Marsh-Billings-Rockefeller NHP: Billings Farm

Welcome back to National Parks and other public lands with T! 


The Billings Farm is next to Marsh-Billings-Rockefeller National Historical Park which preserves a site which witnessed the birth of the American conservation movement. George Perkins Marsh, the first American environmentalist, grew up in the mansion here. Marsh’s father, Charles, built the house in 1805. Later, Frederick Billings expanded the mansion and established a managed forest and a progressive dairy farm on the estate. And finally, Billings’ granddaughter Mary, along with her husband Laurance Rockefeller donated the property to the federal government in the 1990s, creating Vermont’s only National Park Service Unit.

Frederick H. Billings grew up close to the Marsh Estate in Woodstock Vermont. The writings of George Marsh, as well as time spent in the redwood forests of California, inspired Billings to actively advocate for conservation of the country’s natural resources. After making his fortune out west, Billings moved back to Vermont and found the land depleted. Deforestation and erosion reminded him of the Gold Rush devastation he’d left behind in California.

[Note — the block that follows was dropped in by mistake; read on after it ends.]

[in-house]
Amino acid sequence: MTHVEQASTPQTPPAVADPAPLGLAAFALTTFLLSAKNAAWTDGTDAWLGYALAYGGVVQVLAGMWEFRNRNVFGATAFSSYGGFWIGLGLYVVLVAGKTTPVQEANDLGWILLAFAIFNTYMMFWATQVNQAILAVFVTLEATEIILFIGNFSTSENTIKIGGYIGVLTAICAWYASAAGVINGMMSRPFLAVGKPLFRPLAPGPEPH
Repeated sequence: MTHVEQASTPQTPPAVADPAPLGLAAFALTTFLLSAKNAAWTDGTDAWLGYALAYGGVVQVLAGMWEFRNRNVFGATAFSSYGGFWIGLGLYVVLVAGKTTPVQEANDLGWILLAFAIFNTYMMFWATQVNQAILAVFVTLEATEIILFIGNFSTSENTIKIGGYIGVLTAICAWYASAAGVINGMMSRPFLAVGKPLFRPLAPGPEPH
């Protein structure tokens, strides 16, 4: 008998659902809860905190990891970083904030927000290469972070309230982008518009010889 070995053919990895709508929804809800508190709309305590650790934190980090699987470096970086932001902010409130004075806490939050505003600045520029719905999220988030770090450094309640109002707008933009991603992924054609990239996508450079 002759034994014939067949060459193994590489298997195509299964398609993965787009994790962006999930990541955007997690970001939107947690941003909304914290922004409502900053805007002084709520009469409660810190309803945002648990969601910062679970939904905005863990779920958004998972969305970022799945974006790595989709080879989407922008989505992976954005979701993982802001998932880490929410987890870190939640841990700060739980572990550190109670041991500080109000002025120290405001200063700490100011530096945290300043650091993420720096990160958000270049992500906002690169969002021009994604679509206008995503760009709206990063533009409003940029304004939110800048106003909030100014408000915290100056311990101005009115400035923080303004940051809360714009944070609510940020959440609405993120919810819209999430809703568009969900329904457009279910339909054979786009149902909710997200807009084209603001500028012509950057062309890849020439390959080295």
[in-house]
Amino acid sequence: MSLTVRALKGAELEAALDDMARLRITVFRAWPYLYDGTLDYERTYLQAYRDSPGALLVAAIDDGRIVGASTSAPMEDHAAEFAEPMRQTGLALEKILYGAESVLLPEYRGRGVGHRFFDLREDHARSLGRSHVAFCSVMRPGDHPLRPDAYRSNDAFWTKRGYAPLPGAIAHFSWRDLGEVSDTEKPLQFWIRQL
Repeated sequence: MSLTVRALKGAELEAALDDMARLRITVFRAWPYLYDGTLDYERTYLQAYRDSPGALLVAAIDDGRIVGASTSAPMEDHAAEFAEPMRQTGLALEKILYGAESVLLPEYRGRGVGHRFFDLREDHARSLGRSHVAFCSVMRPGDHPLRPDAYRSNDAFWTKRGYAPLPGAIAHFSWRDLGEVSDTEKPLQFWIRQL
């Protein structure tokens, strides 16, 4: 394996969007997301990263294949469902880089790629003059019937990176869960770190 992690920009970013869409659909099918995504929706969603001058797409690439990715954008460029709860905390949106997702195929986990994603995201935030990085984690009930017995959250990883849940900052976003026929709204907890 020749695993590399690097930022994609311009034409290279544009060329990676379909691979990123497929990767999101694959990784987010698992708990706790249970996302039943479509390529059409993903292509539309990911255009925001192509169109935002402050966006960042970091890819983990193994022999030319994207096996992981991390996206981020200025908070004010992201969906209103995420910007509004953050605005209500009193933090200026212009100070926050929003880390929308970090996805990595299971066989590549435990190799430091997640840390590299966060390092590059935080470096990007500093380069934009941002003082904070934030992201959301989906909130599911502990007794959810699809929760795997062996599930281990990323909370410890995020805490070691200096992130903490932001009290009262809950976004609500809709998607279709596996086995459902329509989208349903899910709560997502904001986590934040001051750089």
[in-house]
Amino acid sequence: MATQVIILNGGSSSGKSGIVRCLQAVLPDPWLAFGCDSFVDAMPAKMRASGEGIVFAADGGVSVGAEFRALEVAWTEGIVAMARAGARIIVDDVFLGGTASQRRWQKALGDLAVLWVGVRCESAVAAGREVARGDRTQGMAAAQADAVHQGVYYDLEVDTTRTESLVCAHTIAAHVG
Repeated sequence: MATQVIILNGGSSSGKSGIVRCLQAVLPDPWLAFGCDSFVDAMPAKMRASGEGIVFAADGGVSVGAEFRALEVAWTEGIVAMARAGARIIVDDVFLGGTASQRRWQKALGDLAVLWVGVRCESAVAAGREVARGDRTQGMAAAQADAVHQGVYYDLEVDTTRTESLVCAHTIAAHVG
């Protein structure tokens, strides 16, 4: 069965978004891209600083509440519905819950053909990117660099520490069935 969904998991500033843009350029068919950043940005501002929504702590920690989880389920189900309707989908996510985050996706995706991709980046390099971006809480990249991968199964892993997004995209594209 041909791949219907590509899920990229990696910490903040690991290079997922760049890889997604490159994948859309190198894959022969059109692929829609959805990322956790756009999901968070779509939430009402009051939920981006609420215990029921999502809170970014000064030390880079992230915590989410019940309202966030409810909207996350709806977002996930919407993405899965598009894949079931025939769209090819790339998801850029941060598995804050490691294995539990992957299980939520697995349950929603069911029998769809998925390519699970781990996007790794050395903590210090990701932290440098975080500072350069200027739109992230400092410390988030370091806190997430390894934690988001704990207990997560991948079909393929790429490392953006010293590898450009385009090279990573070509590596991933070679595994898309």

The Billings Farm►

Billings bought the Marsh farm and additional surrounding land. In addition to restoring the forests of Mount Tom, he developed a sustainable business model for agriculture. Vermont’s economy had been based on sheep farming, but sheep farming in the East was tough once the railroads made it easier to bring in livestock from the Western ranches. Billings established a scientifically managed herd of cows and hired George Aitken, an expert Scottish farmer, to run the dairy farm as an example to local farmers. Aitken continued to manage the farm after Billings’ death, along with Billings’ wife and daughters.

Eventually, one of the daughter’s daughters, Mary French Rockefeller, inherited the farm and estate. Mary and her husband Laurance Rockefeller, modernized the farm in the 1950s. In 1983, they converted it to an outdoor museum, The Billings Farm and Museum. The museum combines the working dairy farm with educational exhibits and events. The museum is operated separately from the National Park Unit, but in non-covid times, there are ranger-led sessions on the farm.

Being that this is an outdoor museum, it was open when we visited, in spite of Covid-19. The farm doesn’t allow dogs, so we couldn’t go in. We walked along the fence for a bit and admired the cows from afar before continuing on to our next adventure.

Woodstock Posts►

Location: 69 Old River Rd, Woodstock, VT 05091
Designation: National Historical Park
Date Designated/Established: August 26, 1992
Date of my visit: 7/30/2020

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